All participants gave written informed consent and in the case of minors, their parents. The studies were approved by the local Ethical Committees and in case of KORA by the Landesärztekammer Bavaria.

Genotyping and SNPs selection

We selected tagging SNPs (or proxy) for the two linkage disequilibrium (LD) blocks covering the coding region and the 5' region (24 Kb) of GIPR.

Genotyping the families for the SNPs rs2302382 and rs8111428 was performed using Matrix-assisted desorption/ionization time-of-flight mass spectrometry (MALDI-TOF MS) as described earlier [28]. SNP rs1800437 (a) was genotyped using polymerase chain reaction restriction fragment length polymorphism (PCR-RFLP) analysis. Additional genotypes for SNPs rs2302382 (b) and rs8111428 (c) were performed using ARMS-PCR as described previously (16): (a) rs1800437: F 5'-ATT ACC GGC TGA GGT GAG G-3' and R 5'-CTG GAA GGA GCT GAG GAA GA-3' digested with BssSI (C-allele 245 bp, G-allele 150 and 94 bp). (b) rs2302382: Fo 5'-CAG CGT AGC TCT AGG GCA ACC GCC CGC T-3' and Ro 5'-GAT CAG GCC TGG AGG GTC CCA GGG CAA G-3':324 bp; Fi 5'-CCA CTC CGC GTG CCT CTC CCT CCT CC-3' and Ri 5'-CCG CAA CTC CCA GGC GTG ATG ATC CGT-3' (C-allele 200 bp, A-allele 177 bp). (c) rs8111428: Fo 5'-AAA GGA ACA GAC TGG AAG TAG AGA CAG-3' and Ro 5'-TTT ATG ACA CAA GCT GAA AGT CAC AC-3':486 bp; Fi 5'-TGT ATA TGA CTG TAT GTG ACT TGT GAC TG-3' and Ri 5'-CAC AAC TCT CCC TTA GTC TCA CCA AT-3' (G-allele 258 bp, A-allele 283 bp). All call rates were ≥ 99%; except for rs2302382 for the obese children and adolescents and for SHIP were the call rates were ≥ 90%.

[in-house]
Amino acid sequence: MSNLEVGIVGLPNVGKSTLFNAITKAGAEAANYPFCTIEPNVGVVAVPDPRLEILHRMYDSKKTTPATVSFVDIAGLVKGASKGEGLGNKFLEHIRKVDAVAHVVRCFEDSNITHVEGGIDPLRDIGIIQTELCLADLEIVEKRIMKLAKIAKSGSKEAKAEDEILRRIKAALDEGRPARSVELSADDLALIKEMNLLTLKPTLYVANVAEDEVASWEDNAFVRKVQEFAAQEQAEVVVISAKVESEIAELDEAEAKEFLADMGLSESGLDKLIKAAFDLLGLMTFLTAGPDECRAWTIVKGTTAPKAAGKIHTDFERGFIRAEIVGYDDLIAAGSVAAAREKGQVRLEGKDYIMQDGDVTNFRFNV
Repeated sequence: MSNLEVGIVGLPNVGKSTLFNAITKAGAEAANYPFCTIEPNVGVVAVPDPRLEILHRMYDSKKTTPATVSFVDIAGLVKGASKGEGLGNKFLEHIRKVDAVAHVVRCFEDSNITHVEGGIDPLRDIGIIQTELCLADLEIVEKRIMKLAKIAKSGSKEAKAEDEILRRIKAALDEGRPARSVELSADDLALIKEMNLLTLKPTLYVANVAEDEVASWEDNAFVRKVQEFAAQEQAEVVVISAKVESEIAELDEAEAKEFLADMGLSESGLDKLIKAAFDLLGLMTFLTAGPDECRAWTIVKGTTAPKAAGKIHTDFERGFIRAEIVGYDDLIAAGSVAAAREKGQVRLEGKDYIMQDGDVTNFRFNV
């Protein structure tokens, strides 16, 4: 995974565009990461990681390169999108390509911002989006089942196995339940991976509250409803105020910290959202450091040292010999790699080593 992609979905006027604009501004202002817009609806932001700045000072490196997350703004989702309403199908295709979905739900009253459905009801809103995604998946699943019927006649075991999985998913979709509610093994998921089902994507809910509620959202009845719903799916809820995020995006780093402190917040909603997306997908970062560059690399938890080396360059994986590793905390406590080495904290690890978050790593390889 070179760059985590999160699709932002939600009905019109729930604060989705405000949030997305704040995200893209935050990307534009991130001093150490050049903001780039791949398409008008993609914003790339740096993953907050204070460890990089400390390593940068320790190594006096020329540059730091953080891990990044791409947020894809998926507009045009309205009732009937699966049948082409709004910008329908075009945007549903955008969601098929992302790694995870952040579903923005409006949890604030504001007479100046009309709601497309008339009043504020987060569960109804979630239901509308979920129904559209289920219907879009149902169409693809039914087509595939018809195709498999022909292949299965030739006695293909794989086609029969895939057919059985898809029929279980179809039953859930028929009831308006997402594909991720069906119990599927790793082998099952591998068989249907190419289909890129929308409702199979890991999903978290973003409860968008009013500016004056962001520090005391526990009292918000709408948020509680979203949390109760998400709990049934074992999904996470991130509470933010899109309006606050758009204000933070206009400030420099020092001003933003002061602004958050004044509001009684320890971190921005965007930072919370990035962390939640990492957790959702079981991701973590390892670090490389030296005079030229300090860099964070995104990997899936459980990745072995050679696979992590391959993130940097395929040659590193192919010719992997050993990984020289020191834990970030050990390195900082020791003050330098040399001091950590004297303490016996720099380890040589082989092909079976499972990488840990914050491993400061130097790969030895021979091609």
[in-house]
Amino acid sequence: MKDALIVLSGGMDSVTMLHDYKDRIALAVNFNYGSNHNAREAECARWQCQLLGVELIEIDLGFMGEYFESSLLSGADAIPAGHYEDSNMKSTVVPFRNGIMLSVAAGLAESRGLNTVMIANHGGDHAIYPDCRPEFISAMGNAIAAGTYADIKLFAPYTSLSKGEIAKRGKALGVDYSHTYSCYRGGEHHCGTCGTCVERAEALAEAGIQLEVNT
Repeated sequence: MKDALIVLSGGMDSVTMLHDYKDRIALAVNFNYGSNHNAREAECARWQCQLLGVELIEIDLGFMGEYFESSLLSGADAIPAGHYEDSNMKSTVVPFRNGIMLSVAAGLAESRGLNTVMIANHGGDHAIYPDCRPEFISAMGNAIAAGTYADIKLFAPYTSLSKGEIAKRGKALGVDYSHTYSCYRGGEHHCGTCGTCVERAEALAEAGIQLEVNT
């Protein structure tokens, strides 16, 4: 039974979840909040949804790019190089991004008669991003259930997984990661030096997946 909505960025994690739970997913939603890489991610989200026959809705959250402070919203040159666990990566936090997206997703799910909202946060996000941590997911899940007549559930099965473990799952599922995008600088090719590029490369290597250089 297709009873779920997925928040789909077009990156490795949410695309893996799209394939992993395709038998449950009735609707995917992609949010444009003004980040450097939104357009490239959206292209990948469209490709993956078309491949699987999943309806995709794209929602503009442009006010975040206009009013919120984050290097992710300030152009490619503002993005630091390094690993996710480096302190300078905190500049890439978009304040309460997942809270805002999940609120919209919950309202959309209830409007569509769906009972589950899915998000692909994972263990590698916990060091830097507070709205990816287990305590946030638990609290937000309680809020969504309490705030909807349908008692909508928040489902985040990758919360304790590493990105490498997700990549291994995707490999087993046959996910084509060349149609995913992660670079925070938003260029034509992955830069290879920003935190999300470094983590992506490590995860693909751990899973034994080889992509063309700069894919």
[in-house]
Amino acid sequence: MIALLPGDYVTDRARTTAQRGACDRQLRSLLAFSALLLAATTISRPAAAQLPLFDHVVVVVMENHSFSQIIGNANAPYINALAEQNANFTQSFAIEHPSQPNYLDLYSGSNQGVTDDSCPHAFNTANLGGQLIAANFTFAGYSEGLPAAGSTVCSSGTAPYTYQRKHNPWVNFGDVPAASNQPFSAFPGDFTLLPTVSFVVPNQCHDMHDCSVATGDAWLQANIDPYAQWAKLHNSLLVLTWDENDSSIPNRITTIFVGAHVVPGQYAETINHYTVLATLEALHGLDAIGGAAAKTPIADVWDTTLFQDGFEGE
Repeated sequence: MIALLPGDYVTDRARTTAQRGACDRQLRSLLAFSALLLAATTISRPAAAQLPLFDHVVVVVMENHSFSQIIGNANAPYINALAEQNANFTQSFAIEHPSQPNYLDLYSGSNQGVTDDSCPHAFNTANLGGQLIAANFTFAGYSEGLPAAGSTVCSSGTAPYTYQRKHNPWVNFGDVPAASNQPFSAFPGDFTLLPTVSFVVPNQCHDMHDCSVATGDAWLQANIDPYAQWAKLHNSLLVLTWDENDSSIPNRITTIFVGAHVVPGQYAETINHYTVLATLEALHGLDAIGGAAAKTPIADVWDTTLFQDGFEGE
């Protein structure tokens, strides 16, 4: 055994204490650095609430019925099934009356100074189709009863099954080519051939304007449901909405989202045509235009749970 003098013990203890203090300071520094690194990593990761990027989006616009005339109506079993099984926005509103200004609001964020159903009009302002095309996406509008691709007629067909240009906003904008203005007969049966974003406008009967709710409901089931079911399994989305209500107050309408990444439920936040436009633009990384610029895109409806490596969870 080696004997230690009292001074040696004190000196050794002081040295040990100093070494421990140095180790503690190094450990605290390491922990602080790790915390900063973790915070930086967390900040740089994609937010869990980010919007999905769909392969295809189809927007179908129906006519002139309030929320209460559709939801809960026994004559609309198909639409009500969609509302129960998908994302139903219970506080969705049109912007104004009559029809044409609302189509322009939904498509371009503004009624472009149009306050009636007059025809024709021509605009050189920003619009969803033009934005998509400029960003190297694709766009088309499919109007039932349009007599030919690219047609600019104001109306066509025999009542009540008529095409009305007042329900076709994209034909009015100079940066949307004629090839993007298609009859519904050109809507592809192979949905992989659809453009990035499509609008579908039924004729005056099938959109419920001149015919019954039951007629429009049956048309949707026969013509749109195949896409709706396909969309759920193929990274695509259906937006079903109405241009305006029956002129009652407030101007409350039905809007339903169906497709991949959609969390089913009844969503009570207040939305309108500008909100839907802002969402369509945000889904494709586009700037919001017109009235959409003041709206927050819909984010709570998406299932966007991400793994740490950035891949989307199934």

In silico analysis of GIPR polymorphisms

Possible alterations in splicing sites were analysed using GeneScan [29]. Potential functions were analysed using the FastSNP program [30].

Statistical analysis